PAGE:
This is an archived article that was published on sltrib.com in 2011, and information in the article may be outdated. It is provided only for personal research purposes and may not be reprinted.
Stand-up comic Maria Bamford has mined her life in a dysfunctional family for decades, as well as relationships that never quite met her neurotic standards.
Ever since the young Maria launched her performing career in Duluth at the age of 11 starring in the Chester Park Elementary production of "How the West Was REALLY Won!" she has charmed audiences while earning the respect of fellow comedians in the male-dominated world of stand-up.
Before her June 29 performance at Wiseguys West Valley City, she answered email questions about the milestone of turning 40, how her early days in Duluth molded her, and named her favorite Utah comic.
Do you worry about revealing too much about yourself and your family? Or is everything fair game?
My family is pretty wonderful about my clownish caricatures of them, but I try to respect some boundaries. I'm not sure what they are, but I feel like I haven't crossed any because they are still talking to me. That is probably not the best way to distinguish what is fair game. I will ask over the holidays.
Do you believe the towns you lived in as you grew up affected who you are as a woman and performer?
I was born at the [Port Hueneme, California] Naval Base my Dad was stationed at, but then we moved to Florida and again to Minnesota by the time I was three, and so my conscious life has been Midwestern. I'm sure growing up in a cold climate (staying indoors) in a Scandinavian-type culture (never interrupt except with grunts of passive aggression) and moderate liberality (local group called "Men Against Violence Against Women") has affected my point of view. Living in Los Angeles has affected me (blonder hair, lost 10 pounds, comfortable with the concepts of past lives, levitation, animal totems) as long as I don't have to do it myself.
Did turning 40 in the last year faze you?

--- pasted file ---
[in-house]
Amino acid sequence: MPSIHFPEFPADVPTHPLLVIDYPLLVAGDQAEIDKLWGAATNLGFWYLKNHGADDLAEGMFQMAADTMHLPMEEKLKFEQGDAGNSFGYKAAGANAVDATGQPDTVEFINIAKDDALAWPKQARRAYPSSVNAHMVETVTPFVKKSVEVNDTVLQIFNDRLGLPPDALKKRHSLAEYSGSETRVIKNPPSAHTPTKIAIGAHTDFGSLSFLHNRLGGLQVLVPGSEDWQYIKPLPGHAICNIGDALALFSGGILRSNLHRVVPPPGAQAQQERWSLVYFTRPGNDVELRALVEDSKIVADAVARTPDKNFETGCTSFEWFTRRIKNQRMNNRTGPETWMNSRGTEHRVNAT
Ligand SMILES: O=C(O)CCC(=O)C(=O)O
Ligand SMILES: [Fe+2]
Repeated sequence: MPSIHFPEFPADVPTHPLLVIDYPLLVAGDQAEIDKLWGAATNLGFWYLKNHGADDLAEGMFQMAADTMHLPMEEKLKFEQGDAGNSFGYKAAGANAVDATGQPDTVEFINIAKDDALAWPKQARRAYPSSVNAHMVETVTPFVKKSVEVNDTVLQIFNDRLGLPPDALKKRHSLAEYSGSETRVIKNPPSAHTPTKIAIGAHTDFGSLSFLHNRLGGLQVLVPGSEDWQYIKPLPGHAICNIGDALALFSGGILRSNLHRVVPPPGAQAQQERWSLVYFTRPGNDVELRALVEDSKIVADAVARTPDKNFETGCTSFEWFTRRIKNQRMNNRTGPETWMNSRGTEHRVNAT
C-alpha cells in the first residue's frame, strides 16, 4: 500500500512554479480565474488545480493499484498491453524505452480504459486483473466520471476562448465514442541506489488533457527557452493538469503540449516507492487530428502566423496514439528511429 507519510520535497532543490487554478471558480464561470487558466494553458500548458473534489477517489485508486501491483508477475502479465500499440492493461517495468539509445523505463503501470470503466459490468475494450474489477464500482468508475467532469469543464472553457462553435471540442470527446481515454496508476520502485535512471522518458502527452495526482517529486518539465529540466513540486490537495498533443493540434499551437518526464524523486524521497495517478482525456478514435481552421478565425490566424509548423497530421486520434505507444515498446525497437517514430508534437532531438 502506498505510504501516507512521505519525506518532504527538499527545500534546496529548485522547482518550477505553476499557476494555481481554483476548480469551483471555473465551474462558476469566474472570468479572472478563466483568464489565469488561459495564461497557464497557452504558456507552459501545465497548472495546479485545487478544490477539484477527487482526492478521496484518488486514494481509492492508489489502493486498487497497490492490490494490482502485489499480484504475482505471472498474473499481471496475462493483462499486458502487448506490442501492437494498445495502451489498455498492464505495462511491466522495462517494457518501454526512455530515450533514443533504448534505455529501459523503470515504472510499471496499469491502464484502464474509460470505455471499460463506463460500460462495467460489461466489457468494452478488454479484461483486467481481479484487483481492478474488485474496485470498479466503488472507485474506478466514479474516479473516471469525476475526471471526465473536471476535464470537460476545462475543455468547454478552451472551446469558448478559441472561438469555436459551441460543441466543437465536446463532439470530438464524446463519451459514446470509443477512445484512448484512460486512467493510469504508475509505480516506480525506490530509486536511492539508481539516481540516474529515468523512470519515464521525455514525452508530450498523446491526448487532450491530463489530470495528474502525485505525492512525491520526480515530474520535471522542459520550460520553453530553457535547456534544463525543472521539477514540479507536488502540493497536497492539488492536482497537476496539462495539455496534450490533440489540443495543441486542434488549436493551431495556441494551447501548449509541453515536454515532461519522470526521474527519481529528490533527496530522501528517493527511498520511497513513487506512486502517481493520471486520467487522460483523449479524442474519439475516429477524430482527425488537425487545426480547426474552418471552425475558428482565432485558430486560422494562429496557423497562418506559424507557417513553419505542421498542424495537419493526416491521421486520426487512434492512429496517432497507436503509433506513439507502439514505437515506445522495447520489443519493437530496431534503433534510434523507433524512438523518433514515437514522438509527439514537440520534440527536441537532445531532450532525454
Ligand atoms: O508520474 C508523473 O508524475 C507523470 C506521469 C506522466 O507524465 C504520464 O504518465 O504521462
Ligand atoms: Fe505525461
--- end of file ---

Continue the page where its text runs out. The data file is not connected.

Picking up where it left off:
I got surprisingly depressed. I was very surprised that success in my career didn't translate to peace of mind. In by 40th year, my depression meds stopped working, I was re-diagnosed (after a three-day stay at the hospital) as Bipolar II, and have experienced some real joy since, [as I am in] an outpatient program with cognitive behavioral tools. So, that said, it fazed me completely.
What do you want audiences to be thinking as they leave after your set?
Awesome! Inspired to do something creative! Happy!
Why do you feel so comfortable doing voice work for cartoon series and impressions during your stand-up act?
I don't know. Hmph. Simple enjoyment. I'm not really a voice-over artist. There are really great performers who are specifically talented at voices, but I try my best (or worst) as is needed.
Do you have any memorable experiences of Utah?
I liked visiting the Salt Lake Art Center, which had a mini-golf course to play [at the 2010 art exhibit], and eating lunch at a Temple restaurant. My favorite thing about traveling to any new city is to meet the local comedians and I look forward to meeting the new crop and the familiar faces like the kindly, funny Spencer King.
Maria Bamford onstage at Wiseguys
When • Wednesday, June 29 at 7:30 p.m.
Where • Wiseguys West Valley City, 2194 W. 3500 South, West Valley City, Utah
Tickets • $20 at wiseguyscomedy.com